The only way a less-than-stellar cook is going to get a meal for twenty on the table in something resembling good time is to create a plan that incorporates all the prep and cooking times for multiple recipes and integrate them temporally. Continue reading

Expressing appreciation while we can: exponential blessings

I think it is a wonder that our facile brains let us forget how lucky we are.

We should all cultivate gratitude, but it isn’t always easy. Modern media showers us with glimpses into lives so luxurious that even overfed Americans have room to feel hungry. We adapt so readily to both ease and discomfort that almost any conditions are bearable by the almost infinitely flexible human being.

I’m thinking along these lines because of a revelation from a friend. I won’t go into the details of someone else’s story, but suffice to say that a person whose company I enjoy has had a rather significant change in the fundamental status of her life.

I learned about this on Thanksgiving day.

Thanksgiving turkey cookie - 1Between the early morning “raw turkey wrangling” hours and the pre-dinner “just in time” food prep marathon, I spent a few minutes beginning a post about the amount of work that a traditional Thanksgiving meal entails. It is a great holiday, and I like it a lot, but it is easy to overlook the awesome scale of effort involved before you host your first dinner party for 20.

I was feeling a little pleased with myself; I liked the tone I’d struck in the piece. Mildly ironic, just how I like it, and a little funny and self-deprecating, but with a healthy dose of gratitude and awareness of my unreasonable bounty of blessings.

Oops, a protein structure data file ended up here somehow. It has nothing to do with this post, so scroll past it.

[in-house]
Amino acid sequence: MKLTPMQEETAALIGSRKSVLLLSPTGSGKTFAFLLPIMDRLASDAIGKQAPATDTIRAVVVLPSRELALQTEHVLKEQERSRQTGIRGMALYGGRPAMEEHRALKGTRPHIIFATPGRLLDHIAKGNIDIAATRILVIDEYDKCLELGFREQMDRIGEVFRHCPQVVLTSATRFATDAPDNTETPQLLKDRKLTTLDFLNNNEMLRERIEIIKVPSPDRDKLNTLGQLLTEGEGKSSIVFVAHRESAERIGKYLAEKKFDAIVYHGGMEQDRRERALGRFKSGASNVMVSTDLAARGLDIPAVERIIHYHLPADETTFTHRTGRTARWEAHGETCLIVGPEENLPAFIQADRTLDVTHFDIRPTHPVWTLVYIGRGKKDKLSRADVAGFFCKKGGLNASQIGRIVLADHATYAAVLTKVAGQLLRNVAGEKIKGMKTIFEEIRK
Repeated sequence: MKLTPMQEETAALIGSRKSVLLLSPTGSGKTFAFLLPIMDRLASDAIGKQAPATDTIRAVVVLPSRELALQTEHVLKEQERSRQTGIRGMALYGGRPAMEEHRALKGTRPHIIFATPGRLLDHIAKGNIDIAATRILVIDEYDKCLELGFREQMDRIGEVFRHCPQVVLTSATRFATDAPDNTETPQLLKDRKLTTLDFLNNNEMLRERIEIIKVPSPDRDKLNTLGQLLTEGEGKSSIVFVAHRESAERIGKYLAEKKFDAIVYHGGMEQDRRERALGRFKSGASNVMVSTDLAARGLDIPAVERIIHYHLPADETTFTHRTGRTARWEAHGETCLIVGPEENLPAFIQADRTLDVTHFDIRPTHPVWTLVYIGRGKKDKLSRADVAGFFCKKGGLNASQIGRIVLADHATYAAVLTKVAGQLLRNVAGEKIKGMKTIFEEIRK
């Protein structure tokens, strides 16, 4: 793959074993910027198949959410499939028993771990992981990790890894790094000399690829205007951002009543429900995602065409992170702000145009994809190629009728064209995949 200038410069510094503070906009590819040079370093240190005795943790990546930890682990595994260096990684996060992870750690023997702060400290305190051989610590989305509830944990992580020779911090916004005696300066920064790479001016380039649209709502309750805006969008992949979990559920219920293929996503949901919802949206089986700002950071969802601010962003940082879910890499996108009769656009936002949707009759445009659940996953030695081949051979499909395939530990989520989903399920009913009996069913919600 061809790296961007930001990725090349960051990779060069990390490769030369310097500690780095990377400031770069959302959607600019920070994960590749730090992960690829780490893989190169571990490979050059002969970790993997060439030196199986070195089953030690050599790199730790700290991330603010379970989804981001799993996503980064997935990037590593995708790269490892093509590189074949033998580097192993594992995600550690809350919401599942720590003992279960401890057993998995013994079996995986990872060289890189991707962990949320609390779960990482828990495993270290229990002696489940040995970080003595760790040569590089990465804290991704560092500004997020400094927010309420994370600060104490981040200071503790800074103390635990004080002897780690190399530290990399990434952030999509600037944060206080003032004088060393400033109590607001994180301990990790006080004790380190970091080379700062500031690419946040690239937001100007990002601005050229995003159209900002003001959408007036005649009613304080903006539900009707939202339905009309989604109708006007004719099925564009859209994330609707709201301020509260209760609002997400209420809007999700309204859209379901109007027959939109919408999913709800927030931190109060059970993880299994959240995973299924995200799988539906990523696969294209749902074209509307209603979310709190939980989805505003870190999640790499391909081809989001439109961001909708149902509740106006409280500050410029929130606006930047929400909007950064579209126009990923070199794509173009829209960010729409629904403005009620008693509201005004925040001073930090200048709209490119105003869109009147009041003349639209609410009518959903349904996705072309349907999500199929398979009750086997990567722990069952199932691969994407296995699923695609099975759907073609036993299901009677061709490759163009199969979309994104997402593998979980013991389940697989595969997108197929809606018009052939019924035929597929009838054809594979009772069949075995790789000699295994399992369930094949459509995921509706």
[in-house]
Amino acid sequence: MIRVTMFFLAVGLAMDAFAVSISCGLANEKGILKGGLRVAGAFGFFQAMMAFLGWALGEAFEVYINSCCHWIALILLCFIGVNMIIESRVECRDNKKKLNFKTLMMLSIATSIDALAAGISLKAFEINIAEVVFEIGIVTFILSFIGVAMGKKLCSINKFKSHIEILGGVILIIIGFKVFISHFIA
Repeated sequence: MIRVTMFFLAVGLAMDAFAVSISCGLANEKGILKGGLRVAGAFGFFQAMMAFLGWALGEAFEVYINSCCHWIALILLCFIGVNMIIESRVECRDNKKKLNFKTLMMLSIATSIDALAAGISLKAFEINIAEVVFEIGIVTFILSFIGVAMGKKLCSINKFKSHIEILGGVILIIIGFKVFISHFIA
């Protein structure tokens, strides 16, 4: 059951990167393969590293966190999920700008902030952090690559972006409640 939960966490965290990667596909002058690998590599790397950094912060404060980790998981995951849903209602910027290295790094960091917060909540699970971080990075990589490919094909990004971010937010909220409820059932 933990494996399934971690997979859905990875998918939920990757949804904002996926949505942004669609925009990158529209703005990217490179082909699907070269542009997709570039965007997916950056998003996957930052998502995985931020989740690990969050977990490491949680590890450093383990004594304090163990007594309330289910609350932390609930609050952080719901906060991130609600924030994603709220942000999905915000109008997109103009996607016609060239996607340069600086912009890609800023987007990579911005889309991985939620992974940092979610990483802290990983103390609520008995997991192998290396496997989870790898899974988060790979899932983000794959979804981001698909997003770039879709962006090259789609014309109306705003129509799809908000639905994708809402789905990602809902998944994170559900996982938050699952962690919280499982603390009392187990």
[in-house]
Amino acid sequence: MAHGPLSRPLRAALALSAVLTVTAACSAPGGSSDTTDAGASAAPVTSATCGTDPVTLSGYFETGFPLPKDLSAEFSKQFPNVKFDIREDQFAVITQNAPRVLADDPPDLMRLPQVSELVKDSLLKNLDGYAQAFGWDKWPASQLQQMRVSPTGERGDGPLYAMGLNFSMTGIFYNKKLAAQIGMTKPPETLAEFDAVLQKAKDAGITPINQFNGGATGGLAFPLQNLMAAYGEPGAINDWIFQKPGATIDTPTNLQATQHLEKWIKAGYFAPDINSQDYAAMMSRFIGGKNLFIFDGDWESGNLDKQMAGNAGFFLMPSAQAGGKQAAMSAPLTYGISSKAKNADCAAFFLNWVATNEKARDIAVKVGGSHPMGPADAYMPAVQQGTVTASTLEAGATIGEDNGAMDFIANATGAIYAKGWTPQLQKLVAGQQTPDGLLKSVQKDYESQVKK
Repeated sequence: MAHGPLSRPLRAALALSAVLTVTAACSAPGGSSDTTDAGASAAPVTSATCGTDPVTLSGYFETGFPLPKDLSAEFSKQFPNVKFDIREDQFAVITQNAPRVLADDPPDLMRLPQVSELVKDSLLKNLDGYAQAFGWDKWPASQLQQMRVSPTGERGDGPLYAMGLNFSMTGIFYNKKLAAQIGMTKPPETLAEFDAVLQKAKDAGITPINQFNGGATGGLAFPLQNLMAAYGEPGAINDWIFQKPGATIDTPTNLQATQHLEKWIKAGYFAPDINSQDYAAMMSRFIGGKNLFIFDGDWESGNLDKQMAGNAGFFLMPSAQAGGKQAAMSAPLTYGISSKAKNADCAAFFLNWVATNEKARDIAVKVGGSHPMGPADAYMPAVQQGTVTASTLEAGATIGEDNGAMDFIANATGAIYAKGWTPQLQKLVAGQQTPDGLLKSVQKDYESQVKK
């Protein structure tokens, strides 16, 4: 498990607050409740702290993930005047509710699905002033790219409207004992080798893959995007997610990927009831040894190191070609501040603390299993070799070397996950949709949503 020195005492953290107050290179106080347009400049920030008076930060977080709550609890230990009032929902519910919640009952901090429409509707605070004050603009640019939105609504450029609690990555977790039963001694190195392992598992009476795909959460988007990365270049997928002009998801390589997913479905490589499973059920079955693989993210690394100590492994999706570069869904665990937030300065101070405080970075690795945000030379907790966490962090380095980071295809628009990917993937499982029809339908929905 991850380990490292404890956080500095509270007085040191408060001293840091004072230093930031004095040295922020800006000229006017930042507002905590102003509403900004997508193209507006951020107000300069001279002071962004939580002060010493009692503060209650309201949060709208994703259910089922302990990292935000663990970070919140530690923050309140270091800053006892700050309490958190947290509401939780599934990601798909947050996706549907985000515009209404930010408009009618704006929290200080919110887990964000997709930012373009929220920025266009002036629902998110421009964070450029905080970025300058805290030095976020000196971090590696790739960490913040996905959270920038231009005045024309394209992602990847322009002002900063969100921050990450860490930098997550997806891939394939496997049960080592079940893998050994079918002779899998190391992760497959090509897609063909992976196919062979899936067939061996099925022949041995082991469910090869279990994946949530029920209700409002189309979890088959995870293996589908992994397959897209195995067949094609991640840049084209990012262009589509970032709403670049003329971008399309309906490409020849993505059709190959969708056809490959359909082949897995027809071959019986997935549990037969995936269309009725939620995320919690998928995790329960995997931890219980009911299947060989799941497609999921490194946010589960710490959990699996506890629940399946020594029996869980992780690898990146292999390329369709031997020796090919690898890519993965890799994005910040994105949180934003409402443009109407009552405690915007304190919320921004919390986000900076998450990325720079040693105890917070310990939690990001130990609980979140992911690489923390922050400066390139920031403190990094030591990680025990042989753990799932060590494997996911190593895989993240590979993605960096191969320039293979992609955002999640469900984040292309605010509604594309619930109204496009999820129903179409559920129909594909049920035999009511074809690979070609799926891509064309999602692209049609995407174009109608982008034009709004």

Seriously, no one person should get as much as I’ve got. That husband! Those sons! An embarrassment of riches!

And then came this short conversation, late in the day, with this friend of mine. It was a shock. In many ways, life will never be the same for the parties involved. It was nothing I was expecting on that Thursday afternoon. I thought my worries were oven once the meal had been served.

As a result, you get to read a rather enigmatic post that reveals nothing too personal about some stranger who can start her own blog if she wants to talk about her stuff… Yet I could not skip saying something about this.

I have to make this one point. I need to do it now.

Today is precious. The people around you are treasures to be recognized and enjoyed* while you have them. It can all change on a dime, and much of it is well beyond our mortal control.